To use this dictionary, given the name of a person who took the poll, you can easily look up their favorite language:

favorite_languages.py

favorite_languages = {
       'jen': 'python',
       'sarah': 'c',
       'edward': 'ruby',
       'phil': 'python',
       }

➊ language = favorite_languages['sarah'].title()
   print(f"Sarah's favorite language is {language}.")

   

To see which language Sarah chose, we ask for the value at:

favorite_languages['sarah']

We use this syntax to pull Sarah’s favorite language from the dictionary at ➊ and assign it to the variable language. Creating a new variable here makes for a much cleaner print() call. The output shows Sarah’s favorite language:

Sarah’s favorite language is C.

You could use this same syntax with any individual represented in the dictionary.

Using get() to Access Values

Using keys in square brackets to retrieve the value you’re interested in from a dictionary might cause one potential problem: if the key you ask for doesn’t exist, you’ll get an error.

Let’s see what happens when you ask for the point value of an alien that doesn’t have a point value set:

alien_no_points.py

alien_0 = {'color': 'green', 'speed': 'slow'}
print(alien_0['points'])

This results in a traceback, showing a KeyError:

Traceback (most recent call last):
  File "alien_no_points.py", line 2, in <module>
    print(alien_0['points'])
KeyError: 'points'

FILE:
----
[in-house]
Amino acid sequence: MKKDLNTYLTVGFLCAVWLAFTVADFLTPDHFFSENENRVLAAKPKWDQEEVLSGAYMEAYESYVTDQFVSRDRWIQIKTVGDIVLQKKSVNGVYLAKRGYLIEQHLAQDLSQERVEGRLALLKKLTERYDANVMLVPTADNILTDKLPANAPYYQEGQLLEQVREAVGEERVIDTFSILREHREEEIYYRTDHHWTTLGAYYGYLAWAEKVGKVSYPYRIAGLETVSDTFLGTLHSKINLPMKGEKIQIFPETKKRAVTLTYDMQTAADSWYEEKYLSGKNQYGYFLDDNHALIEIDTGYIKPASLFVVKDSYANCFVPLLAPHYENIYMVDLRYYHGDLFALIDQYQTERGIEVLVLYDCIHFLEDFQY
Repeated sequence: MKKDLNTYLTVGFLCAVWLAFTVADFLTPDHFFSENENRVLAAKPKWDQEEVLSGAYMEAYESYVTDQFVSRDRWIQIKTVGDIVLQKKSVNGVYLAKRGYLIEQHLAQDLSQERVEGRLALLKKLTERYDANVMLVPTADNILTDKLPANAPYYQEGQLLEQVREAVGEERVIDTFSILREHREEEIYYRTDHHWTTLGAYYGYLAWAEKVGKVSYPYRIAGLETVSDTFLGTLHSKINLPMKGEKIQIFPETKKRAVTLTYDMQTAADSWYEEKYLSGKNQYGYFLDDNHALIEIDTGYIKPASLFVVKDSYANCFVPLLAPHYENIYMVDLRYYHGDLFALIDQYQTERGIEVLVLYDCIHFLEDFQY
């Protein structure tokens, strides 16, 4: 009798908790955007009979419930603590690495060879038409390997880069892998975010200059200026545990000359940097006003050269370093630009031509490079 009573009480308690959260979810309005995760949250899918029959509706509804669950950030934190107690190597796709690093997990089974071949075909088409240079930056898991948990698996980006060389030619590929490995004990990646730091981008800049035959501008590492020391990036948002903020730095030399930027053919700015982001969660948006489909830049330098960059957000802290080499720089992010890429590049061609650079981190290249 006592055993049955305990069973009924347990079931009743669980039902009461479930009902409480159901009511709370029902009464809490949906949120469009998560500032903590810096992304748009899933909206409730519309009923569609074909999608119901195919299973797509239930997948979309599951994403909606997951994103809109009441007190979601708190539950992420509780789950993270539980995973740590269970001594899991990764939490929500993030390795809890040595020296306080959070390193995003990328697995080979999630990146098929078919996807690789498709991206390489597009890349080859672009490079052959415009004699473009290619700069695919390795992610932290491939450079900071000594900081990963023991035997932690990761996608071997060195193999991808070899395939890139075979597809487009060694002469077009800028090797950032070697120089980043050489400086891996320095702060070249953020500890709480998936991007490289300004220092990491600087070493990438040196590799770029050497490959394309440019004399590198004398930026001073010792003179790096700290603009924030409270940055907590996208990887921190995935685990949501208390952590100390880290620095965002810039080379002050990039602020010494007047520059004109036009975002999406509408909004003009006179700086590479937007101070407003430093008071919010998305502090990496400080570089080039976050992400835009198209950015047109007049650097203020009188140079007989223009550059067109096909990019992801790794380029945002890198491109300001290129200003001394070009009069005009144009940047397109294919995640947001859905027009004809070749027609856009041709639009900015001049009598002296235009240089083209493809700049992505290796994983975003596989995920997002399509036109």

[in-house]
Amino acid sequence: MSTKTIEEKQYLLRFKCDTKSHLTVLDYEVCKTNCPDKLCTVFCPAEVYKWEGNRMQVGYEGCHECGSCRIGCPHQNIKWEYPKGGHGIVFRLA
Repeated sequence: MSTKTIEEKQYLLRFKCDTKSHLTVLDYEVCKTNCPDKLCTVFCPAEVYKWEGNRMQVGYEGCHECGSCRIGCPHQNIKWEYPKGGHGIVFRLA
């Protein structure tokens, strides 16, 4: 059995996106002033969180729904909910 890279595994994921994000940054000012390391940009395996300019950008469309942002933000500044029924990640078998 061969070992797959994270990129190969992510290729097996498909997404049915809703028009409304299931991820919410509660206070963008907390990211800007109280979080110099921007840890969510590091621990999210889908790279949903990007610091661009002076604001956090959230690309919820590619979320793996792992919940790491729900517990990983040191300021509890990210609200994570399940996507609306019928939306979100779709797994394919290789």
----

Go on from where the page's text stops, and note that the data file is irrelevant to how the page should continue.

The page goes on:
For dictionaries, specifically, you can use the get() method to set a default value that will be returned if the requested key doesn’t exist.

The get() method requires a key as a first argument. As a second optional argument, you can pass the value to be returned if the key doesn’t exist:

alien_0 = {'color': 'green', 'speed': 'slow'}

point_value = alien_0.get('points', 'No point value assigned.')
print(point_value)

If the key ‘points’ exists in the dictionary, you’ll get the corresponding value. If it doesn’t, you get the default value. In this case, points doesn’t exist, and we get a clean message instead of an error:

No point value assigned.

If there’s a chance the key you’re asking for might not exist, consider using the get() method instead of the square bracket notation.

NOTE

If you leave out the second argument in the call to get() and the key doesn’t exist, Python will return the value None. The special value None means “no value exists.” This is not an error: it’s a special value meant to indicate the absence of a value.

TRY IT YOURSELF

6-1. Person: Use a dictionary to store information about a person you know. Store their first name, last name, age, and the city in which they live. You should have keys such as first_name, last_name, age, and city. Print each piece of information stored in your dictionary.

6-2. Favorite Numbers: Use a dictionary to store people’s favorite numbers. Think of five names, and use them as keys in your dictionary. Think of a favorite number for each person, and store each as a value in your dictionary. Print each person’s name and their favorite number. For even more fun, poll a few friends and get some actual data for your program.

6-3. Glossary: A Python dictionary can be used to model an actual dictionary. However, to avoid confusion, let’s call it a glossary.

  • Think of five programming words you’ve learned about in the previous chapters. Use these words as the keys in your glossary, and store their meanings as values.
  • Print each word and its meaning as a neatly formatted output. You might print the word followed by a colon and then its meaning, or print the word on one line and then print its meaning indented on a second line. Use the newline character (\n) to insert a blank line between each word-meaning pair in your output.

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XR Developer responsible for end-to-end development of XR solutions spanning multiple domains, by using various XR and WebXR libraries.